However, given the strong uncertainty linked to the macro stakes, it is important to take into account different 2023 scenarios. The most positive hypothesis reflects a rebound in economic activity supported by a growth in hotel activity not penalised by the macroeconomic context, strong growth in GDP, and a good resilience of the market. On the other hand, the least positive hypothesis is based on a slowdown in economic growth not sufficiently compensated for by inflation, thus penalising the sector. However, the middle scenario is the most likely.
The hope of a stable hotel activity thus depends on several important markers: GDP growth, inflation, the employment market, purchasing power, the currency exchange rate, and the return of international customers...
Indeed, due to a strong downward revision of GDP growth in 2023 by the OECD and Central Banks regarding the autumn forecast (from +1.3% to +0.3%) cumulated with the higher performances in 2022, the RevPAR forecast for 2023, when expressed as a percentage relative to 2022 has declined slightly. Nevertheless, it is much higher than previously in terms of both level and percentage, relative to 2019.
In addition to the resilience of the hotel market to the macroeconomic context, inflation has also been revised sharply upwards (from +3.4% to +6% for 2023), investment is holding up well (GFCF at +2.8% in 2022 and +0.8% in 2023), and the employment market (an unemployment low by historical standards, at 7.1% in metropolitan Portugal as defined by the ILO) remains a solid support in terms of demand, even if the outlook for purchasing power calls for caution on this front.
Furthermore, European hotel performance is also correlated to exchange rates, and in particular to the euro/dollar parity which has been an important "exceptional" support for the increase in activity observed in the second half of 2022, particularly in the high-end segment. Indeed, the fall in the exchange rate had generally made price increases painless for dollar-denominated customers - the USA, the Middle East, etc. -, especially in relation to the inflationary context of their domestic markets.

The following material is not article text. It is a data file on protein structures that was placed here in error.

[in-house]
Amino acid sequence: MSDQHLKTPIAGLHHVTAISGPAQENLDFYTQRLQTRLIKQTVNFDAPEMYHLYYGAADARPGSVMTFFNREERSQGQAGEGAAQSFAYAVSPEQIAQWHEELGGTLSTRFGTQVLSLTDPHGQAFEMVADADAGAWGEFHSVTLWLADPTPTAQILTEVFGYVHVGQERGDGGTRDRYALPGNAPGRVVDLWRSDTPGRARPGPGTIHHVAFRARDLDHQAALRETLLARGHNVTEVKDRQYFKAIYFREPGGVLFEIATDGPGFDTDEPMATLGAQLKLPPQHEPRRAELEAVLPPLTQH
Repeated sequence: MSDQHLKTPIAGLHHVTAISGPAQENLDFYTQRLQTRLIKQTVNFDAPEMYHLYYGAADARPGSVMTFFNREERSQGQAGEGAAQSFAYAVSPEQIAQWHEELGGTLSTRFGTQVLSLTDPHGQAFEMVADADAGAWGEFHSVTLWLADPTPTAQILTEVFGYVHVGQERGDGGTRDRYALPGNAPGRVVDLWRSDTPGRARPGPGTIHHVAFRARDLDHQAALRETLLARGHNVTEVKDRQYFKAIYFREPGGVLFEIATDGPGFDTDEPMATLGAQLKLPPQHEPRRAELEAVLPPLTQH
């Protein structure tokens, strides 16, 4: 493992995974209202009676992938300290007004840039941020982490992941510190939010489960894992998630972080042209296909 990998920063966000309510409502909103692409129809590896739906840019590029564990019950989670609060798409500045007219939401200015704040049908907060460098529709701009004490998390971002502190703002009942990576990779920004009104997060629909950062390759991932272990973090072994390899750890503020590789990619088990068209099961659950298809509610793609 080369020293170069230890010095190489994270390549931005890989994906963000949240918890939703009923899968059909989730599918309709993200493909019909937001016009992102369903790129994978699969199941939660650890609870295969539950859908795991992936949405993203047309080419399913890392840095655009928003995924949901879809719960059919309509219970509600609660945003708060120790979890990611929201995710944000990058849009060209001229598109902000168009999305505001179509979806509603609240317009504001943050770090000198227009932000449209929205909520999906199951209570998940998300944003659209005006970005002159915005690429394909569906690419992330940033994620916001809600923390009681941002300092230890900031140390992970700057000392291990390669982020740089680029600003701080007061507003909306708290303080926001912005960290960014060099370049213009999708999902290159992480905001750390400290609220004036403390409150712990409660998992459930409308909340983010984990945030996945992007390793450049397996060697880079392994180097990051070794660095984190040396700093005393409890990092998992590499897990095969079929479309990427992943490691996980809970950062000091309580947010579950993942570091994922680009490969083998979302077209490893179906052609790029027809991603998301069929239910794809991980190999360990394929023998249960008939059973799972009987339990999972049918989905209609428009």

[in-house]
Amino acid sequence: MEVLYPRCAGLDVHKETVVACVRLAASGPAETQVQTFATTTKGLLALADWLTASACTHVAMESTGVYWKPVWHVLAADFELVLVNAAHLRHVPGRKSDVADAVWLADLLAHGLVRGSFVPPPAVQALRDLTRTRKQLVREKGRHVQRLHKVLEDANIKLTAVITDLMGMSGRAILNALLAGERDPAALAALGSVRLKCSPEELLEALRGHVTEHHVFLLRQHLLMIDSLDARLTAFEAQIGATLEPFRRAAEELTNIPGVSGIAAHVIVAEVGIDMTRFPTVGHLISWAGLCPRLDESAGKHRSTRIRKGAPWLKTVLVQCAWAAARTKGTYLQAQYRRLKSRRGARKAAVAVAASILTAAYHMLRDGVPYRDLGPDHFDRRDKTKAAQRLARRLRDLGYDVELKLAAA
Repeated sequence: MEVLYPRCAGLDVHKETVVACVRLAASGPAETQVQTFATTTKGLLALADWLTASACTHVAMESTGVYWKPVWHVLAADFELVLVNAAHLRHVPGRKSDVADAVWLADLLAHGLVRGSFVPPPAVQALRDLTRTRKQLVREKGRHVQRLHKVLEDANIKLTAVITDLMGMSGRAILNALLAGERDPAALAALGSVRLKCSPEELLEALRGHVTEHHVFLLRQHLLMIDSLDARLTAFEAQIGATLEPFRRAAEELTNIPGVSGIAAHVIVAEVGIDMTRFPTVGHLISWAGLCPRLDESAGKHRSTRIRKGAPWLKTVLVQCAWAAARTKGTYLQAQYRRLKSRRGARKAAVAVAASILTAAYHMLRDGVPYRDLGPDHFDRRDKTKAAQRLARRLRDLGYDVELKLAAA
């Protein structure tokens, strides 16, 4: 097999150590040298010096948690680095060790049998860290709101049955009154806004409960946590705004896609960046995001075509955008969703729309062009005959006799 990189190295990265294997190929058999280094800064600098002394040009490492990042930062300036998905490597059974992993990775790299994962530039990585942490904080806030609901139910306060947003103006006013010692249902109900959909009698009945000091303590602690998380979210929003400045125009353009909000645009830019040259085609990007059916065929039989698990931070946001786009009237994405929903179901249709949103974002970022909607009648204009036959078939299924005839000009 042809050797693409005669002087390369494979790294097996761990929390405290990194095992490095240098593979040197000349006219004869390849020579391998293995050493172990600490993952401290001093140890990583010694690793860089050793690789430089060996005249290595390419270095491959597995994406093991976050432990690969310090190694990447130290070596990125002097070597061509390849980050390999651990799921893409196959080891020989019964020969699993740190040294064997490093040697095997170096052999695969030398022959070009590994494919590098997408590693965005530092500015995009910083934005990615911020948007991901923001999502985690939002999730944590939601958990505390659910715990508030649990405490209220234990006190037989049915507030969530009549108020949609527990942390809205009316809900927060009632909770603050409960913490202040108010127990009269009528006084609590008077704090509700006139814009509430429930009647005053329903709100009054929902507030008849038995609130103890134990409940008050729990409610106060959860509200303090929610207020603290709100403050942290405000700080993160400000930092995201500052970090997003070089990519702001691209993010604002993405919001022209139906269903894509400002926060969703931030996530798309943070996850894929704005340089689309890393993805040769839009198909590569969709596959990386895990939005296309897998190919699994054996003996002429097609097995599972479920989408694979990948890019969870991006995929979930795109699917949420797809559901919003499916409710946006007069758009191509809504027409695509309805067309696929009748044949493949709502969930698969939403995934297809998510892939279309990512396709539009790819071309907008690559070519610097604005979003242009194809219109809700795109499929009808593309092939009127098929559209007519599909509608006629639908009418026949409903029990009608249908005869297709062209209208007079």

More moderate growth in France, but recovery is evident
The good news is that "realised" growth was even stronger than expected in France at the end of 2022. However, the macro-GDP growth forecast for 2023 has been revised downwards. Although this is partly offset by inflation, which is expected to remain high for longer, the growth target for 2023/2022 has therefore been revised downwards (to +3.3%). Nevertheless, as the 2022 base will be stronger and hotels will remain fundamentally strong, RevPAR for 2023 is expected to exceed pre-COVID (2019) levels by 10% during 2023.
Geographically, not all of the territory will be affected equally. However, while the French capital and its region have long suffered from the lack of dynamism, the Ile-de-France region outside Paris will benefit from the return of the Paris Air Show in June and the improvement in the Paris market in recent weeks and in the future (the city's RevPAR increase is expected to be +18.6% compared to 2019, i.e. +3% compared to 2022). This favours the return of overflow/communicating effects towards the metropolitan area, allowing for better 2023/2022 growth in IDF, excluding Paris (+5.3%), even if it will remain below the others relative to 2019.
Conversely, the Southern Region is expected to be impacted by a "technical" effect on annual RevPAR as activity was both highly concentrated and very dynamic in 2022 in the most contributing months (June-September). The rebound in volumes in January-May will mechanically moderate the increase in annual Average Daily Rates. Nevertheless, RevPAR is expected to rise by 16.5% when compared to 2019, versus 10% on average compared to 2019 in France as a whole, and by 3.3% compared to 2022.